I have a Windows 2012 Server with Hyper-V enabled and a few virtual machines.

My current configuration has a few account in the "Log on as a service" list in the domain policies, and sometimes this prevent my virtual machines from starting (I get this error: 'Error 0x80070569 ('VM_NAME' failed to start worker process: Logon Failure: The user has not been granted the requested logon type at this computer.')

As described in this KB I would like to add NT Virtual Machine\Virtual Machines to my "Log on as a service" list to resolve my problem.

My problem is that when I try to add that user to my domain policy I get an error message: "The following account could not be validated". My domain controller obviously doesn't know about that user since it's not an Hyper-V enabled server.

How can I add that account to my Domain Policies?

  • THis has nothing to do with separate machines but all with a bad configured domain? Or multiple domains without trust? I repeatedly manage multi dc / domain Hyper-V instances without any issues.
    – TomTom
    Oct 15, 2013 at 7:32
  • I have a single domain. It may be badly configured but afaik it is not. The DC is a VirtualMachine inside a Windows2012 server... How can the DC knows about "NT Virtual Machine" group? I don't have hyper-v installed on my DC... Oct 15, 2013 at 8:06
  • 1
    The KB is most likely describing editing the local security policy, and not a domain policy (although the kb is fairly badly written in that respect). By editing the local security policy, you should have access to the "NT Virtual Machine" group. However, any domain-based policies will override the local one, so make sure you don't have any conflicts there.
    – Trondh
    Oct 15, 2013 at 9:12
  • So basically the domain policy for logon as a service users is incompatible with Hyper-V? Oct 17, 2013 at 13:23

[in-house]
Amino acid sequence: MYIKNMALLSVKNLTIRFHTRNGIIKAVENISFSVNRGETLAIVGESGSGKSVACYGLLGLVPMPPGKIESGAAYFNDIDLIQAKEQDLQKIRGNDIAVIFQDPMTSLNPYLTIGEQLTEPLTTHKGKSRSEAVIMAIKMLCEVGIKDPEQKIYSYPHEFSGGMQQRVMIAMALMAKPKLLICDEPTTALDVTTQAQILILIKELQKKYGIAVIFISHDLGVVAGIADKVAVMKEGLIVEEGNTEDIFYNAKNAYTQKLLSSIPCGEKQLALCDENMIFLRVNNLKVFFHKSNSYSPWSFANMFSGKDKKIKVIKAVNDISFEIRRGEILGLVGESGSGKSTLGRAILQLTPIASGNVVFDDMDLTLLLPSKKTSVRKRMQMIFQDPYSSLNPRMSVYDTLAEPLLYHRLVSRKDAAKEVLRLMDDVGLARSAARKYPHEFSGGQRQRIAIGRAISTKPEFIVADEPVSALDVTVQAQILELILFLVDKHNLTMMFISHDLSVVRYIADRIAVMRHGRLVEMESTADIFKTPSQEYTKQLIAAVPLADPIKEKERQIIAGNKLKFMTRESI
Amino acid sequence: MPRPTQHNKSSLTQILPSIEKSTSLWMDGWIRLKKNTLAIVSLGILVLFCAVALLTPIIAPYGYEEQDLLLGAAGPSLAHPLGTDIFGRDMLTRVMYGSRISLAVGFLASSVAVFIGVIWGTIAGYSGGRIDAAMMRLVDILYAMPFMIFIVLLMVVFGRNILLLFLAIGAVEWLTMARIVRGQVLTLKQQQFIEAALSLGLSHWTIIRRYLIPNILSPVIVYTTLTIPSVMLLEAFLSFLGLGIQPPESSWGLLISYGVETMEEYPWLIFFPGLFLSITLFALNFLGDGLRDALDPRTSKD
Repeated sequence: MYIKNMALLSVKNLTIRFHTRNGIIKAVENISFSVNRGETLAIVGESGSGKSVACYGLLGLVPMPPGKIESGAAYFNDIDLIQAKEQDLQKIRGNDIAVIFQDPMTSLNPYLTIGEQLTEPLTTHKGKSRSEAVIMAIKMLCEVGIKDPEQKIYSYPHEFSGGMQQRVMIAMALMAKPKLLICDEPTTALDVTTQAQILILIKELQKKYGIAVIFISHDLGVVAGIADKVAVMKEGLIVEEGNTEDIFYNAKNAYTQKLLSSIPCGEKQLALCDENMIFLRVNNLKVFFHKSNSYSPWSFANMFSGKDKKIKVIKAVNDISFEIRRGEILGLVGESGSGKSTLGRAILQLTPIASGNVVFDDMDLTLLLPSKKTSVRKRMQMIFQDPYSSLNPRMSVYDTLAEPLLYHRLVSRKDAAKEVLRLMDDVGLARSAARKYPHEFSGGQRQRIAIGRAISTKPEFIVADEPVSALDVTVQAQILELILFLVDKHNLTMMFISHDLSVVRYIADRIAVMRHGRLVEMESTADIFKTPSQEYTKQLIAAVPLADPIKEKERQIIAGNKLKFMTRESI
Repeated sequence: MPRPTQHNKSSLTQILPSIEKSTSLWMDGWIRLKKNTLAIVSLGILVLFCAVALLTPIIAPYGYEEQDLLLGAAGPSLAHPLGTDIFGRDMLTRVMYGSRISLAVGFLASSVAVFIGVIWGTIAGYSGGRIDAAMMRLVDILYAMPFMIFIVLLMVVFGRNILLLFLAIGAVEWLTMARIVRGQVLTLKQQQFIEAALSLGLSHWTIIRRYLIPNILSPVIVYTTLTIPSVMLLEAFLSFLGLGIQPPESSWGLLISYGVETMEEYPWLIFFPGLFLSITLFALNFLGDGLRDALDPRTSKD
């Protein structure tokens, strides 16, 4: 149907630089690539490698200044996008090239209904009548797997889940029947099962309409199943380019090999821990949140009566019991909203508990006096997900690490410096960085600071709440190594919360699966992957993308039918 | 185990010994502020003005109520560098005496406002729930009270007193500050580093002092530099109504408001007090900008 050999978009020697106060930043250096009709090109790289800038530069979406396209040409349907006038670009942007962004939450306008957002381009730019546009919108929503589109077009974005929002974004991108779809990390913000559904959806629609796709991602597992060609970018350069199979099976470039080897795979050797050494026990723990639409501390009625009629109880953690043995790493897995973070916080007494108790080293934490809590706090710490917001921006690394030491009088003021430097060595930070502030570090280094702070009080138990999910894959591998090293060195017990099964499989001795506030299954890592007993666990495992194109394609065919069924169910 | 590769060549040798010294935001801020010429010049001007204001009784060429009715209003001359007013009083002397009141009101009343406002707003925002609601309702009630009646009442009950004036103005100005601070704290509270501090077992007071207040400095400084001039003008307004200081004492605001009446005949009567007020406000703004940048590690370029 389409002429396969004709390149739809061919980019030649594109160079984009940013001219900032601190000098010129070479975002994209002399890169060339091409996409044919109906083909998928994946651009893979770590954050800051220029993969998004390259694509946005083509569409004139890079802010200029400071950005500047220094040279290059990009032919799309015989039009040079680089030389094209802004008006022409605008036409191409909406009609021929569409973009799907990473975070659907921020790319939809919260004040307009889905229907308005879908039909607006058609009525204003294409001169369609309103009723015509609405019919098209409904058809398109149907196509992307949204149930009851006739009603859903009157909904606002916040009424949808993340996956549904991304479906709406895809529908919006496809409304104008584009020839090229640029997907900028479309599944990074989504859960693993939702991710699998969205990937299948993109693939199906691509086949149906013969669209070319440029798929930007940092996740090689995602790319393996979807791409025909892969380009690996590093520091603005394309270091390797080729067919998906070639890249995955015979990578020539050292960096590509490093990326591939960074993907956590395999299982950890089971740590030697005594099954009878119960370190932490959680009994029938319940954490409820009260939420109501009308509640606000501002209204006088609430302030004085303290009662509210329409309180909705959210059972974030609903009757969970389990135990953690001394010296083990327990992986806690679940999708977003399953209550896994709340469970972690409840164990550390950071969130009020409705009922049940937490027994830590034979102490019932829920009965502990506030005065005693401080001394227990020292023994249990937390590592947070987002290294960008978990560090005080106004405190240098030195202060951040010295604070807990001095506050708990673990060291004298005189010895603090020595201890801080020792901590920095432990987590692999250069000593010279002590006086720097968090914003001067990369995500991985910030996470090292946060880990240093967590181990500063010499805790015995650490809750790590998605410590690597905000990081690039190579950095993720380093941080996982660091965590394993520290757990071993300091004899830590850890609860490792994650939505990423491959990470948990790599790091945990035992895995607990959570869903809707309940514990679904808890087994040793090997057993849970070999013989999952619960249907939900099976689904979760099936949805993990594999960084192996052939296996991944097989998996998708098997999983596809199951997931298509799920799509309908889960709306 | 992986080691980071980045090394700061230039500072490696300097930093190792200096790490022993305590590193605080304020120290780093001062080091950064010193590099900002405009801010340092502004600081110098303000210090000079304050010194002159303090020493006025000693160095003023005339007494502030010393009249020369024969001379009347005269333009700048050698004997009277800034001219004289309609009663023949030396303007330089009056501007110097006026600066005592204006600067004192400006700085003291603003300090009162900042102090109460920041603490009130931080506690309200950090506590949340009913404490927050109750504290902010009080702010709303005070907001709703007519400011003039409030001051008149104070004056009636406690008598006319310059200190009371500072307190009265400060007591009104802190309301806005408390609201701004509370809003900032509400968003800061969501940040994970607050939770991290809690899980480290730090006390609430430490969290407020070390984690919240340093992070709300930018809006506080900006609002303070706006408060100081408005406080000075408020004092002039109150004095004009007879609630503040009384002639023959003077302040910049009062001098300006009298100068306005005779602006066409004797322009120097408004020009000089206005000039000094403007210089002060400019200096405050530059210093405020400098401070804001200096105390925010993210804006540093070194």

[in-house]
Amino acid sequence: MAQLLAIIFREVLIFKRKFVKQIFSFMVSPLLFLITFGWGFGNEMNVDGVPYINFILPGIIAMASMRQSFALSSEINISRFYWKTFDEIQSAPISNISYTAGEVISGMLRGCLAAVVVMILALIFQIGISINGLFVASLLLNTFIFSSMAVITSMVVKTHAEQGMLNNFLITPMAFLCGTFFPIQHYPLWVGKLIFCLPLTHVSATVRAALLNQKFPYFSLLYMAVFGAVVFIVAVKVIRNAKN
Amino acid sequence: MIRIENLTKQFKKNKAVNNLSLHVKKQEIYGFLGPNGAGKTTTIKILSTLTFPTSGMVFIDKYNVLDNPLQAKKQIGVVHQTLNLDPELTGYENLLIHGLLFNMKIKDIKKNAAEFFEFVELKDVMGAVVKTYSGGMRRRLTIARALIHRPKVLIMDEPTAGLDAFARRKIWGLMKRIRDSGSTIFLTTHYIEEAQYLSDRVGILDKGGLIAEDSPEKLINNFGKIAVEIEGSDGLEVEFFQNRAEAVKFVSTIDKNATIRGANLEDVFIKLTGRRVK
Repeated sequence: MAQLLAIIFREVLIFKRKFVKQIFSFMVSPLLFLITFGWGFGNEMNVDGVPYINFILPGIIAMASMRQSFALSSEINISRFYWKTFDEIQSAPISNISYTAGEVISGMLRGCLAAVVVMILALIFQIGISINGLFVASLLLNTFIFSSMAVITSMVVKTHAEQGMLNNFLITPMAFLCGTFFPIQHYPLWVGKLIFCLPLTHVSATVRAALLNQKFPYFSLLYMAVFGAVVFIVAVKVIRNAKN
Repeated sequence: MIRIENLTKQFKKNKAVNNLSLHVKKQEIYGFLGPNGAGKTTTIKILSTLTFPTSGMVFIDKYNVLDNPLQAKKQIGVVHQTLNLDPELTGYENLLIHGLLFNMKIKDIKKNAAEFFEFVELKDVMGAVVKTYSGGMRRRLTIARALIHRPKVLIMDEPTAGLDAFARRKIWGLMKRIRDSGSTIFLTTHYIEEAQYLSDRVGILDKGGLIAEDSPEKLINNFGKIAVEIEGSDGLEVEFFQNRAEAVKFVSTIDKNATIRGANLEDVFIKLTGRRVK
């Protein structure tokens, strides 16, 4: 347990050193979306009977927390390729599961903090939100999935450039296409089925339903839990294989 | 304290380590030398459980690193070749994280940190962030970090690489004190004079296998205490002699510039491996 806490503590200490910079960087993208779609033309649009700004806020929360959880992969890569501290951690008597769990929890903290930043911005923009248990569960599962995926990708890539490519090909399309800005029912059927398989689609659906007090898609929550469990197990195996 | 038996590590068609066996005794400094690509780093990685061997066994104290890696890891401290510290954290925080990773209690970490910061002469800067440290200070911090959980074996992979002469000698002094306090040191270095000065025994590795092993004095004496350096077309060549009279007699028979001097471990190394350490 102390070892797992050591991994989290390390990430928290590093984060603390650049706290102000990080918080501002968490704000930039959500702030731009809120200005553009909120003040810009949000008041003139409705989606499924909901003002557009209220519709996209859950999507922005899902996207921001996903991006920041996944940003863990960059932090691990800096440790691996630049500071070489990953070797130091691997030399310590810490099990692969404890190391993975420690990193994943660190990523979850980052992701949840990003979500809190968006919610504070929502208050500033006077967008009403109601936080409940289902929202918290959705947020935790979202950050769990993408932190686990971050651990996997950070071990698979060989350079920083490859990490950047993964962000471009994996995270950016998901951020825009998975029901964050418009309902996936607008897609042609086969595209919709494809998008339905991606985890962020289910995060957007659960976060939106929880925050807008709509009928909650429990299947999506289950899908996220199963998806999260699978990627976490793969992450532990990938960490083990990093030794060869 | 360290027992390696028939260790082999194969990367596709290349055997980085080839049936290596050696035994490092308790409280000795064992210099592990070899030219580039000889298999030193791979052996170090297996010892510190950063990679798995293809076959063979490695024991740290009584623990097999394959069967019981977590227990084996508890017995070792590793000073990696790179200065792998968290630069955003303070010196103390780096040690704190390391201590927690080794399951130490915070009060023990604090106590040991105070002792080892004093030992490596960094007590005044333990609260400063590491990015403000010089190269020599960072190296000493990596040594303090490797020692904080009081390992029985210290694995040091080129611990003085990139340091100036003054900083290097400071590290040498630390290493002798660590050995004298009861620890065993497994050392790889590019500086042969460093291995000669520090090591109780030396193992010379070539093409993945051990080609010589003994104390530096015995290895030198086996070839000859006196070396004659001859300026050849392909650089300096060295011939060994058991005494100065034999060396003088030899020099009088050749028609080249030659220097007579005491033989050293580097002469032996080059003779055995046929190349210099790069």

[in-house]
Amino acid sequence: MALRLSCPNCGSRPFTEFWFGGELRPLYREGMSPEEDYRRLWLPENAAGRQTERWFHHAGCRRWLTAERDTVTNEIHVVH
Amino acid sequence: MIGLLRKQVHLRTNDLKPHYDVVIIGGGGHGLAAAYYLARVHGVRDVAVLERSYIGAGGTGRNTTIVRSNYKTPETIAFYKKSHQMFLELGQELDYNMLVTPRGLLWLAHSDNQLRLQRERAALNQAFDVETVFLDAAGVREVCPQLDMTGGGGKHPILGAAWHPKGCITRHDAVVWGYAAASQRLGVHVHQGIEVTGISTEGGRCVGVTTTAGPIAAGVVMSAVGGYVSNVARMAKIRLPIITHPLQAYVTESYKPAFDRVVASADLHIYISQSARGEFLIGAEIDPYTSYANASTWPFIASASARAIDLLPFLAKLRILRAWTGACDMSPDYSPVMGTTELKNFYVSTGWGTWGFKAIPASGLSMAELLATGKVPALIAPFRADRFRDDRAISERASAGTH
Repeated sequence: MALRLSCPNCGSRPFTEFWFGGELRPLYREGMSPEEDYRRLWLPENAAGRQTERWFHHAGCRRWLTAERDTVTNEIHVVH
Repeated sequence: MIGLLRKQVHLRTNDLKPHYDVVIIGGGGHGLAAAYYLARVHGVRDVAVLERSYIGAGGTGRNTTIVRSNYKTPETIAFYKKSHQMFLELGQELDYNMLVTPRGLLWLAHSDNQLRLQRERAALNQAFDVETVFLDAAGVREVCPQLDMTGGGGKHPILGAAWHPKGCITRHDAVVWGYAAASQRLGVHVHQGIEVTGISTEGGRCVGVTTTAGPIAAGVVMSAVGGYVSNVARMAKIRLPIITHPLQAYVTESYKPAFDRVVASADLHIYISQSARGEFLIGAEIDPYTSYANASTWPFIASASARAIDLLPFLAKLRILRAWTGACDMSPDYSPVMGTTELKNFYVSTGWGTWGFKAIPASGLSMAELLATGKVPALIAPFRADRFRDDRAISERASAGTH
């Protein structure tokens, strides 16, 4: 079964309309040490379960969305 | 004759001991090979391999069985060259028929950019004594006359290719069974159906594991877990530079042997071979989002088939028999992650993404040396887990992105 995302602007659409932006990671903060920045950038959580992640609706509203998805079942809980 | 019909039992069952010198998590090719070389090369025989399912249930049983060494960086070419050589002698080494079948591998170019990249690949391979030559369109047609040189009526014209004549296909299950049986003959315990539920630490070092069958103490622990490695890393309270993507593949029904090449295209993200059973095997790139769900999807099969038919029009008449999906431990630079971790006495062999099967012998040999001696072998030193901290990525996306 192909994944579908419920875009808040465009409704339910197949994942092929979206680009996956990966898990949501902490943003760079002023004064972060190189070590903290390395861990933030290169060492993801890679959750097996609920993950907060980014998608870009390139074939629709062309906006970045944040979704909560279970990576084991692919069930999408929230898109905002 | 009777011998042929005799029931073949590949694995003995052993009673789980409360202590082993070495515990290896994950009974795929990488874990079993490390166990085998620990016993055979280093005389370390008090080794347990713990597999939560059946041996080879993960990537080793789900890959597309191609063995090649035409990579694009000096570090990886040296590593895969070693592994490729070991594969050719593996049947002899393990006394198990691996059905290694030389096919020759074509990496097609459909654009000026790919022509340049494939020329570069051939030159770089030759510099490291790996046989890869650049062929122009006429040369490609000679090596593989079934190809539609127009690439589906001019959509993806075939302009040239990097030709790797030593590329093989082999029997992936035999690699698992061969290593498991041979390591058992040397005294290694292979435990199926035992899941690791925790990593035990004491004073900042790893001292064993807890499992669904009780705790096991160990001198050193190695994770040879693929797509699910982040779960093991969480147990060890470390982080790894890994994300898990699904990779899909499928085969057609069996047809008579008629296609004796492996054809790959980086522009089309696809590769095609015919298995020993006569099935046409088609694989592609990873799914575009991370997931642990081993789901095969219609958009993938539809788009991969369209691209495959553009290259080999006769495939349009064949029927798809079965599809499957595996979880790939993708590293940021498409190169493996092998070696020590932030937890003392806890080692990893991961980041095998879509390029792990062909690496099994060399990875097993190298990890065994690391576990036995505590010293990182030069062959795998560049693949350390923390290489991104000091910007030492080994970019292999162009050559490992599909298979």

3 Answers 3


Looks like the quoted KB has been updated:

LINK: http://support.microsoft.com/kb/2779204/


Perform the following steps on the Hyper-V host machine:

  1. Logon as a Domain Administrator

  2. Install the Group Policy Management feature from the Server Manager console

  3. After installation, open the GPMC MMC snap-in and browse to the policy that manages User Rights

  4. Open the Group Policy Management console and browse to the policy that manages User Rights

  5. Edit the policy to include NT Virtual Machine\Virtual Machines in the entries for Log on as a Service

  6. Close the policy editor and initiate a gpupdate /force on the Hyper-V host computer to refresh policy. (You may need to wait several minutes for Active Directory replication to occur).

This enabled me to add NT Virtual Machine\Virtual Machines to my domain policies regarding users allowed to log on as service.

  • This still does not work. Oct 4, 2016 at 18:25
  • I was able to make it work following the linked KB, which problems are you having? Oct 7, 2016 at 17:07
  • The trick is to "Perform the following steps on the HYPER-V HOST MACHINE". If you don't the "NT VIRTUAL MACHINE\Virtual Machines" entry will not be recognized and cannot be added. If you go back to a non-virtual machine, the SID will show up instead as "S-1-5-85-0".
    – Brain2000
    Mar 24, 2021 at 20:32

You need to add in S-1-5-83-0 instead of NT Virtual Machine\Virtual Machines. see https://docs.microsoft.com/en-us/troubleshoot/windows-server/identity/security-identifiers-in-windows By adding S-1-5-83-0 to the policy instead of the name you can get past your "could not be validated" error.


I also had this problem with Windows 8.1 in an environment with 2008 R2 servers.

This site and this site helped me.

They explain how you can edit your domain GPO e.g. locally on your Hyper-V server to enable the special VM user to log on as a service.

Your Answer

By clicking “Post Your Answer”, you agree to our terms of service, privacy policy and cookie policy

Not the answer you're looking for? Browse other questions tagged or ask your own question.